Case histories from Dr. Young's Essential Oils Desk Reference (EODR), published by Essential Science Publishing:
#1 "In 1997 a horse's back hock was fractured, with two 50-cent-sized pieces splintered off. The animal was diagnosed at stage 5 lameness and the vet urged euthanizing the animal. After birch essential oil was applied for several months, the bone regenerated and the break healed. Today the horse (Goliath) is ridden in jousting tournaments.
Wintergreen can be used in place of birch to achieve similar results. Other oils that may be effective for this condition include helichrysum, spruce and Idaho balsam fir. Sulfurzyme can be used internally."
#2 "A 4-month-old colt had the hide on one side of its body stripped off. The wound was sprayed with Melrose (natural antiseptic blend of Melaleuca alternifolia, naouli, rosemary, clove) to disinfect and helichrysum to control pain. The wound was then sealed with the formula now known as Animal Scents Ointment. Within several months the hair and skin had completely grown in and the animal had made a full recovery."
#3 "In 2000, a show horse received some kind of severe bite on the pastern. Although the vet diagnosed a rattlesnake bite, it may have been caused by something else. Two weeks later, the entire pastern and coronet band were inflamed (the size of a cantaloupe) and the rotting, decaying flesh revealed a large hole where the bone was visible and had separated from the hoof. The vet suggested amputating the foot. Instead the following protocol was initiated:
Day 1: Wound was cleaned and disinfected with Thieves (antibacterial blend of cinnamon, cloves, eucalyptus, lemon, & rosemary) and helichrysum and the foot was bandaged. This treatment decreased pain enough to allow the mare to put weight on the foot.
Day 2: Swelling dropped by 50 percent. Wound was again cleaned with Thieves and helichrysum and then packed with Animal Scents Ointment.
Day 3 to 14: Wound was washed morning and night with Thieves, Melrose and helichrysum and packed with Animal Scents Ointment.
RESULT: The animal today walks with no discomfort. A brand new hoof has appeared with only a small scar where the wound was. Although there was minor swelling in the pastern for a while, it faded 8 months later."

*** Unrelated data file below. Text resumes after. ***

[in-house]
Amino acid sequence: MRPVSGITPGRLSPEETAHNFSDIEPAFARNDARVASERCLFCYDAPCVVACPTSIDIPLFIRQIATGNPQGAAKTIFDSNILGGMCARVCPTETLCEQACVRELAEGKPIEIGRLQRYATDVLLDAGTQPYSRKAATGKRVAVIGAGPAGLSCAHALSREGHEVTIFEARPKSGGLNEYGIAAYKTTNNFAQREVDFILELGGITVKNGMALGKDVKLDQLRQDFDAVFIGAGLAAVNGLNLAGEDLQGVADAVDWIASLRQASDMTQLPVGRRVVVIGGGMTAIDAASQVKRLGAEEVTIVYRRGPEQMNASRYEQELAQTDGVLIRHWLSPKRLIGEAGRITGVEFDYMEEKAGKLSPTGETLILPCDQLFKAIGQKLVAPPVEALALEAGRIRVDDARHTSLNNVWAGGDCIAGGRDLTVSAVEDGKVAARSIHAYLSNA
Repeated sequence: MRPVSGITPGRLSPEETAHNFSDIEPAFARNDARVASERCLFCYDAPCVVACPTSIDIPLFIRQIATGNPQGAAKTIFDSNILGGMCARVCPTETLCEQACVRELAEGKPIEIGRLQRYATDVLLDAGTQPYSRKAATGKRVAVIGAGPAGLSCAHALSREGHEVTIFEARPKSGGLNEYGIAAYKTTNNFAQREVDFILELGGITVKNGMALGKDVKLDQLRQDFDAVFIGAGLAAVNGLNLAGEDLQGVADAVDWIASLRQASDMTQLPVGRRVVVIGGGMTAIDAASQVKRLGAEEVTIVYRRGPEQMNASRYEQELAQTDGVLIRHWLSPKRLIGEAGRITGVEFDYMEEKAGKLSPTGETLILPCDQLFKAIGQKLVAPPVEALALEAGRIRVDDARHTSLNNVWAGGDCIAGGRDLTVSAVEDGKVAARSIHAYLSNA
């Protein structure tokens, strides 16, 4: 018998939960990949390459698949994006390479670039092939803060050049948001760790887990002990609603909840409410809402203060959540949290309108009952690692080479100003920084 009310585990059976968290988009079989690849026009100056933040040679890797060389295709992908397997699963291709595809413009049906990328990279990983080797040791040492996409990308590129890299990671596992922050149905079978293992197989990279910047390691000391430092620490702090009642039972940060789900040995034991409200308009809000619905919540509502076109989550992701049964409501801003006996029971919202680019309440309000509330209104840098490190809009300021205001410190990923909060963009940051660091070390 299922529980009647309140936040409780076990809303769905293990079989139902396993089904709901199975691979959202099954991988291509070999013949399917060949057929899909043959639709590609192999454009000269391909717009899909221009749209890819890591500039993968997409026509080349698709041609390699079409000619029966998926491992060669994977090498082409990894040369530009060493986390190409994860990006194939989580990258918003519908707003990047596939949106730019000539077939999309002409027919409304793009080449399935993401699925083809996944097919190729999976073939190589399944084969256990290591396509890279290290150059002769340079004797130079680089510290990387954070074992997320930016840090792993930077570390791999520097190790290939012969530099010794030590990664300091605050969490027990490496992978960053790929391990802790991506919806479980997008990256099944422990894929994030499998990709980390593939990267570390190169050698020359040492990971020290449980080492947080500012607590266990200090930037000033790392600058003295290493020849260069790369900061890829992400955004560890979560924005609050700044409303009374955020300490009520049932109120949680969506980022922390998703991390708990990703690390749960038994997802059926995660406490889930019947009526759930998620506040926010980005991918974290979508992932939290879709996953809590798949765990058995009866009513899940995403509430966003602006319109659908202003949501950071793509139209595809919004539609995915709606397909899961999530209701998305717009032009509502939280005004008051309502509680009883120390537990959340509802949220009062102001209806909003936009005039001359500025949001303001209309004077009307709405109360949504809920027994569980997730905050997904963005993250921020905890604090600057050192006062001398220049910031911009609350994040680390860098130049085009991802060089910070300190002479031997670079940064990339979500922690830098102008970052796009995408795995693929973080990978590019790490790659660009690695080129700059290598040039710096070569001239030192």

#4 "A large thoroughbred gelding was attacked by a cougar that clawed a chunk of flesh out of the horse's buttocks half the size of a soccer ball. The horse bled terribly, blood squirting from ruptured blood vessels.
The vet said the prognosis was grim because there was too much torn, damaged, and removed tissue. Even if the horse didn't die, the wound would leave a sizable scar and indentation.
DAY 1: To reduce pain and stop bleeding, a 5cc hypodermic syringe was filled with helichrysum and sprayed into the wound. The horse became less jittery and the bleeding stopped.
Several minutes later a larger 10cc syringe of Purification (antiseptic blend of citronella, rosemary, lavendin, lemongrass, Melaleuca alternifolia, myrtle) was sprayed into the open wound. It took over 15 ml of Purification to spray down and cover the entire wound.
After several hours, the wound was sprayed with Melrose to disinfect it and packed with the Animal Scents Ointment.
To keep hair out of the wound and reduce the possibility of infection, the tail was wrapped and tied up. Because there was no way to cover or close the wound, the horse was kept in the stable to prevent him from moving around. The animal was closely monitored to reduce the possibility of reinfection caused by the animal lying down, rolling around, and scratching the wound.
DAY 2-7 The horse's grain was supplemented with enzymes (crushed up Essentialzyme—Polyzyme is also helpful) and four scoops of Power Meal, which is dense in the nutrients required for healing and tissue rebuilding. Three times daily the open wound was irrigated with Purification and helichrysum. The vet came regularly to monitor the horse's progress. He remarked that he had never seen muscle tissue regenerate to such a degree.
WEEKS 2 to 4 Two times a day the open wound was irrigated with Purification and helichrysum
WEEKS 4 to 8 Once a week the wound was irrigated with Purification and helichrysum until it was closed.
RESULTS: Today no indentation or concavity is visible, only a small circular two-inch scar."
A few more quick suggestions from the EODR:
Arthritis - Panaway (anti-inflammatory, pain-relieving blend of wintergreen, clove, helichrysum, peppermint)
Calming - Peace & Calming blend of tangerine, ylang ylang, blue tansy, orange, patchouli
Saddle sores & raw spots - Melrose & Animal Scents ointment for at least 3 days.
Newborns - consider using myrrh oil instead of iodine on the umbilical cord of newborn foals. This has been used for milennia for human & animal births as it dries the cord, prevents infection, & facilitates a good separation.
For more information about the above oils & supplements, go to my website
If you have questions not covered here, I would be glad to research & let you know.
Call me, Debbie Allen at 800-769-7923.
Dr. Mack has a video called Equine Raindrop Therapy.
In this video Dr. Mack speaks about Raindrop Therapy being a preventive medicine as well as therapy. She explains that essential oils are antiviral, antifungal, antibacterial, and emotionally uplifting.
Dr. Mack’s video on Equine Raindrop
Therapy is available to order on-line:
Order Equine Raindrop Therapy
Learn more about this video: CLICK HERE
Learn more about this Equine Raindrop: CLICK HERE
Learn more about this Equine Testimonials: CLICK HERE
1 | 2 | 3 | 4 | 5 | 6 | 7 | 8 | 9 | 10 | 11 12 13